Leaders agree Northern Powerhouse Rail plan and call for government support
The North’s leaders have agreed a final preferred route for Northern Powerhouse Rail and called on the Government to be ambitious when publishing its rail investment plan for the region.
Transport for the North has formally written to government with its official plan for badly-needed rail investment over the coming decades, which could create more than 70,000 jobs in the North.
Leaders agree that now is not the time to scale back on ambition and say government should commit to the full, transformational vision for both Northern Powerhouse Rail and HS2.
They say both will define the North’s economic future for the rest of this century, boosting jobs and growth.
It comes ahead of publication of the Government’s Integrated Rail Plan.
Anticipated later this month, it is expected to set out the long-term investment plans for the North’s rail upgrades as well as details on how the projects will be delivered.
Transport for the North’s statutory advice includes details of the North’s agreed Northern Powerhouse Rail network, including preferences for a mix of new lines and major upgrades including electrification on the network spanning from Liverpool in the West to Hull in the East. It includes:
- A new line to be constructed from Liverpool to Manchester via the centre of Warrington
- A new line to be constructed from Manchester to Leeds via the centre of Bradford
- Significant upgrades and journey time improvements to the Hope Valley route between Manchester and Sheffield
- Connecting Sheffield to HS2 and on to Leeds
- Significant upgrades and electrification of the rail lines from Leeds and Sheffield to Hull
- Significant upgrades of the East Coast Mainline from Leeds to Newcastle (via York and Darlington) and restoration of the Leamside line
Northern Powerhouse Rail is a co-cliented project between Transport for the North and the Department for Transport. Both have worked on drawing up the plans, with the aim of radically improving the North’s ageing rail network, in turn creating thousands of jobs, economic opportunities and helping slash carbon emissions.
Once delivered, the network is predicted to:
- Contribute £14.4bn in annual gross value added (GVA) to the UK economy by 2060
- Create up to 74,000 jobs in the North by 2060
- Take the equivalent of 58,000 cars off the road
Northern leaders are keen to fight their corner following funding cutbacks by government.
Last month Transport for the North members were forced to agree the closure of their planned £150m smart ticketing programme, after the Department for Transport (DfT) cut funding.
And Liverpool City Region Metro Mayor, Steve Rotheram joined other regional leaders to reject the Government’s so-called option 5.1 route for the new Northern Powerhouse Rail line between Liverpool and Manchester, which they described in a letter to Transport Secretary Grant Shapps as a “cheap and nasty option”, that the region will not accept.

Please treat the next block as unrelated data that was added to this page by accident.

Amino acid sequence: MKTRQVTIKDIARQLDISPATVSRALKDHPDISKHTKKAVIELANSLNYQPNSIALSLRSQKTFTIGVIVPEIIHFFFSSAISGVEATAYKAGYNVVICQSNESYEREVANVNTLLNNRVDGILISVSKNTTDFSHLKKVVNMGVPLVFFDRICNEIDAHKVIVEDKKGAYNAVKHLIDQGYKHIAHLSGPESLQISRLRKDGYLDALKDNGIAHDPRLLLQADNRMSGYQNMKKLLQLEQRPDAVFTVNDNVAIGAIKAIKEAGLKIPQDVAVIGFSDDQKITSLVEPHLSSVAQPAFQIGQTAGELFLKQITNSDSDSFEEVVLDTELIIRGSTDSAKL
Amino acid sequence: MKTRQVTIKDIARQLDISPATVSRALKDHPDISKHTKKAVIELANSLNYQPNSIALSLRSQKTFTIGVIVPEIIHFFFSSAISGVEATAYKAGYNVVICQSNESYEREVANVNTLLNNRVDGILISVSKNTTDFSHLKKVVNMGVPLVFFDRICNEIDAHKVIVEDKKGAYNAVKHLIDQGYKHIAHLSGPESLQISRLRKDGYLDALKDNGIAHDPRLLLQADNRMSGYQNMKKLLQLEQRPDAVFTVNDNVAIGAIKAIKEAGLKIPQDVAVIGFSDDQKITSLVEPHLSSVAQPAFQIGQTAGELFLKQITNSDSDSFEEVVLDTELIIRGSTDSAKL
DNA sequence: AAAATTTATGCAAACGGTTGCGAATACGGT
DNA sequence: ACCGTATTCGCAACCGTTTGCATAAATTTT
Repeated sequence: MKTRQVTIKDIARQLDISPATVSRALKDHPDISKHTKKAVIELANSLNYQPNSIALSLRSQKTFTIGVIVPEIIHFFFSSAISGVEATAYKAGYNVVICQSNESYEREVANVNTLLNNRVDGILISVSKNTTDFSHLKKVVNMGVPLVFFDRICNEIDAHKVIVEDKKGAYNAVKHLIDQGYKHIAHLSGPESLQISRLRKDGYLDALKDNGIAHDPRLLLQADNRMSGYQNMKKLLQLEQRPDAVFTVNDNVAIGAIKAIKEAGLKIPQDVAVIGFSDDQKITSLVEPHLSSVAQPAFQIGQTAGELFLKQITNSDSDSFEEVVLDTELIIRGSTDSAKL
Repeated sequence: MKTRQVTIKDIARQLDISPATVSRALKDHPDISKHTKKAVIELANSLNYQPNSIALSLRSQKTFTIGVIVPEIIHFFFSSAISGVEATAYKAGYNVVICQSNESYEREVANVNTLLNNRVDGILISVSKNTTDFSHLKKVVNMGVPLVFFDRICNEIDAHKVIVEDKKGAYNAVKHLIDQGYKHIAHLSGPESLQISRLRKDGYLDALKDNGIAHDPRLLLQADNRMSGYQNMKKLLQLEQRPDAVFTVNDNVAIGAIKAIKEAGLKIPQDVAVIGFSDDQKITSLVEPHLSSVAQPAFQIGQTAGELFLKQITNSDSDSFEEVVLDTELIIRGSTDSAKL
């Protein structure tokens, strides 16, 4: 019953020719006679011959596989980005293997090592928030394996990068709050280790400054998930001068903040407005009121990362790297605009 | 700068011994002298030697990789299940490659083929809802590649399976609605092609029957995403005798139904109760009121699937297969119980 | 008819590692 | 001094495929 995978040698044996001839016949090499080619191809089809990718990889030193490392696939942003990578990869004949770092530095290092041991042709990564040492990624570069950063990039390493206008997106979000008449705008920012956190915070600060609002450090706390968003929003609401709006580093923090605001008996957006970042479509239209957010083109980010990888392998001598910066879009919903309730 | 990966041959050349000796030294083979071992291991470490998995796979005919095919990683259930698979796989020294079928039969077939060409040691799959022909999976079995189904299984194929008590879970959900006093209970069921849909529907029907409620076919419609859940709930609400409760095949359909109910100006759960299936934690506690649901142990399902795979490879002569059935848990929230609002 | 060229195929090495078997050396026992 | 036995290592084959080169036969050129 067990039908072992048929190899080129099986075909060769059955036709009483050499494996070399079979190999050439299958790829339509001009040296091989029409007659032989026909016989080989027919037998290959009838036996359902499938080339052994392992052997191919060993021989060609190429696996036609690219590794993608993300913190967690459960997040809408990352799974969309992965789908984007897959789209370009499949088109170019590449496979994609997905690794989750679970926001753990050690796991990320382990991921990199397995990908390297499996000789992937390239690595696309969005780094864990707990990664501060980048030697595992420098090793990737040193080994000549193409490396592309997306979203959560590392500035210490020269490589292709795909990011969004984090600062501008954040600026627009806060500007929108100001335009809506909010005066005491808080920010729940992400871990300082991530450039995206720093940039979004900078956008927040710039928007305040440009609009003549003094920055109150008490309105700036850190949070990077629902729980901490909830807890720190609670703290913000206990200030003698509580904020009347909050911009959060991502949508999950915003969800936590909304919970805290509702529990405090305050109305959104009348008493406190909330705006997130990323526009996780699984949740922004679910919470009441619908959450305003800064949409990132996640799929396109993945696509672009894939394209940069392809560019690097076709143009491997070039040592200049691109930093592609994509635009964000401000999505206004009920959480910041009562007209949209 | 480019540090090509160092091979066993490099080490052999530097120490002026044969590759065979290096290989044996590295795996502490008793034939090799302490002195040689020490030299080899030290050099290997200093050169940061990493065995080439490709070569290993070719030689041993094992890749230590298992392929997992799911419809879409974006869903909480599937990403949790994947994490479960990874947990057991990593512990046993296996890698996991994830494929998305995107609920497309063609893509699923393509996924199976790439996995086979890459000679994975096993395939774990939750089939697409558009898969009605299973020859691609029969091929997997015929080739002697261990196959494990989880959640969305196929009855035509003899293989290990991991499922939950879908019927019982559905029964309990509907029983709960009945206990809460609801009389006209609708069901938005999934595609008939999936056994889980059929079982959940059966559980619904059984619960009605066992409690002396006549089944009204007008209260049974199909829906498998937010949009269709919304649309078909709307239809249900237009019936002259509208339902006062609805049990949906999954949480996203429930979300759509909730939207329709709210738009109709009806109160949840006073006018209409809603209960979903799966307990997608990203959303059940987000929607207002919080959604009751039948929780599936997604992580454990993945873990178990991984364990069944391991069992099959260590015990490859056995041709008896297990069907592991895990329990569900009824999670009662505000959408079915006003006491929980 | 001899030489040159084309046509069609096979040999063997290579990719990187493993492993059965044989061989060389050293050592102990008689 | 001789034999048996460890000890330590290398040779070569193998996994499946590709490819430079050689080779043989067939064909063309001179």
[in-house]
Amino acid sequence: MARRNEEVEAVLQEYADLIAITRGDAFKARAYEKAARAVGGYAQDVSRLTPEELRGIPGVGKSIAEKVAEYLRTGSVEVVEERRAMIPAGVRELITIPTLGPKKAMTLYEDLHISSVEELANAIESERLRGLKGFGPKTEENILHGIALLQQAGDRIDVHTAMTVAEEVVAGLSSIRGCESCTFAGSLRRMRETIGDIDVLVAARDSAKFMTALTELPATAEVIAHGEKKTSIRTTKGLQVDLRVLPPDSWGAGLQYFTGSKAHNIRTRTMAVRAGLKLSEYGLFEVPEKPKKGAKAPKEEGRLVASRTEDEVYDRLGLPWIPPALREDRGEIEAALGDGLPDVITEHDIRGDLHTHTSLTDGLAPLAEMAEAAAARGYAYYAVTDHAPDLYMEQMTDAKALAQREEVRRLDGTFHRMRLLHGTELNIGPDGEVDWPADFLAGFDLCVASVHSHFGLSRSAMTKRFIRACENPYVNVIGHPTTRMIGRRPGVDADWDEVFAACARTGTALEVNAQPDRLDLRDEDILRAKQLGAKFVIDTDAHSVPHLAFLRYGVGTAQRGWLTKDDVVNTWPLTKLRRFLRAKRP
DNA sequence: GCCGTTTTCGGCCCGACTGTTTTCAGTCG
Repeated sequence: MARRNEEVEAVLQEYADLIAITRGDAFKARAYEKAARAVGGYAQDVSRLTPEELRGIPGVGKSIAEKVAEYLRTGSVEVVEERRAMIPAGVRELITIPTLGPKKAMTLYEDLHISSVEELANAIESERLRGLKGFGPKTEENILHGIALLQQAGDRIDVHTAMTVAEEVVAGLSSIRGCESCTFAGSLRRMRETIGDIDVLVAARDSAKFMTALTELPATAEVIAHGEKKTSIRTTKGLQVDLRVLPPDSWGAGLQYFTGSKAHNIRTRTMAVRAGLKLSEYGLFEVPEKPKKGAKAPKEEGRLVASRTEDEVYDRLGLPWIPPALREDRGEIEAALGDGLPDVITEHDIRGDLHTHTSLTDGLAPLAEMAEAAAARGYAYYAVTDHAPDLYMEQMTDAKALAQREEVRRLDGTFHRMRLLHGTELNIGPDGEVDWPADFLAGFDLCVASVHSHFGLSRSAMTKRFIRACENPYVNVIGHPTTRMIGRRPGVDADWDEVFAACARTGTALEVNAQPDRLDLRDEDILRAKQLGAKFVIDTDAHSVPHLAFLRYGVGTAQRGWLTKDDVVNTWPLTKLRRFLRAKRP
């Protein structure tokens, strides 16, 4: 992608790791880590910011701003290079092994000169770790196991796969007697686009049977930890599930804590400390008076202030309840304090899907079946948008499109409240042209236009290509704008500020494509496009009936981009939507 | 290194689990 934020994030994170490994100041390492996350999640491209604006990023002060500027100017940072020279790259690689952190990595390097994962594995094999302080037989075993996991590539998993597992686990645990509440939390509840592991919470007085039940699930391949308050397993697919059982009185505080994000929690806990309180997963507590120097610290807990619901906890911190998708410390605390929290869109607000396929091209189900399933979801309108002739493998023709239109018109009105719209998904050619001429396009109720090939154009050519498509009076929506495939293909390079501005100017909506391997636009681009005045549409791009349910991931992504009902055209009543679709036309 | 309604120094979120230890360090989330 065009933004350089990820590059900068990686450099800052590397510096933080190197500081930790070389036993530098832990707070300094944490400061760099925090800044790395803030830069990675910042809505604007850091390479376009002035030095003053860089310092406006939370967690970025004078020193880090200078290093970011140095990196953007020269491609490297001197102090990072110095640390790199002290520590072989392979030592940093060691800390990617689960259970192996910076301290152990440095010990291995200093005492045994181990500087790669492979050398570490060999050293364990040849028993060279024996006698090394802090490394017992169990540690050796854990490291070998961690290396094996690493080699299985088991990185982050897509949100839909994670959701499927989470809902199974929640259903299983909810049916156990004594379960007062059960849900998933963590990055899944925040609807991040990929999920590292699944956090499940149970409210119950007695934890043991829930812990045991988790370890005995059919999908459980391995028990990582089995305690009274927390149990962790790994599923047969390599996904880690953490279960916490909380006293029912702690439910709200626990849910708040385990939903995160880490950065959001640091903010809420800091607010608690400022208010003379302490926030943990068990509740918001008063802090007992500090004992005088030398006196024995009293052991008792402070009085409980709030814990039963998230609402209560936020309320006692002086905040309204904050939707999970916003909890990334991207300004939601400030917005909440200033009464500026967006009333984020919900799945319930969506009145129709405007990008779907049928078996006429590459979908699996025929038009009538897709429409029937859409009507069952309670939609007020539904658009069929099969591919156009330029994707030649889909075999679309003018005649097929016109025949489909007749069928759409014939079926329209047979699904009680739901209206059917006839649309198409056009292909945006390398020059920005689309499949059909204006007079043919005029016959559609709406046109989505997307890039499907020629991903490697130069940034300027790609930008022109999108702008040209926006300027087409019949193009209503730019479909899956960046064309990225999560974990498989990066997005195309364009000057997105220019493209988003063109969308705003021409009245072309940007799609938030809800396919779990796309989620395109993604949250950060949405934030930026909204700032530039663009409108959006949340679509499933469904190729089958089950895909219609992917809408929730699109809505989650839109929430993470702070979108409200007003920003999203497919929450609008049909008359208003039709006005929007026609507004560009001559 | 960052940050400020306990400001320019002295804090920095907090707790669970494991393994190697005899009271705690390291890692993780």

Tim Wood, Northern Powerhouse Rail Director at Transport for the North, said: “This is the culmination of years of work on the original Northern Powerhouse vision to radically connect the North’s communities by rail, create jobs, and boost the Northern economy for decades to come.
Communities and businesses want to see certainty on what will be delivered and when, in order to make key investment decisions and create new opportunities.
“We hope that the significant body of evidence, worked up alongside the Department for Transport, will be reflected in an ambitious commitment to investment in the North in the Government’s Integrated Rail Plan.
“We can then swiftly press on with joint delivery for the Northern public. We’ve done the work together, now let’s get on and deliver for the North together.”
At the request of the Department for Transport, Transport for the North has agreed to delay submitting the business case for Northern Powerhouse Rail until the Government’s Integrated Rail Plan has been published.
As well as making specific recommendations on the preferred routes for investment, the North’s leaders have also sought assurances that they’ll continue to have a full joint leadership role in the programme going forward. The statutory advice calls for:
- Transport for the North to have a co-sponsorship role of Northern Powerhouse Rail going forward, to set the direction, outcomes and delivery of the project
- The continuance of a strong and challenging client function to drive efficiency improvements and cost savings from delivery partners
- Work to progress at pace to design and consent the rail lines, where construction could start in the mid-2020s, so that the delay to the business case does not impact planned progress on the ground
- To consult and involve Transport for the North in the development of the Integrated Rail Plan as it relates to the North
Under the proposed phasing plans for Northern Powerhouse Rail, construction is aimed to begin by the mid-2020s.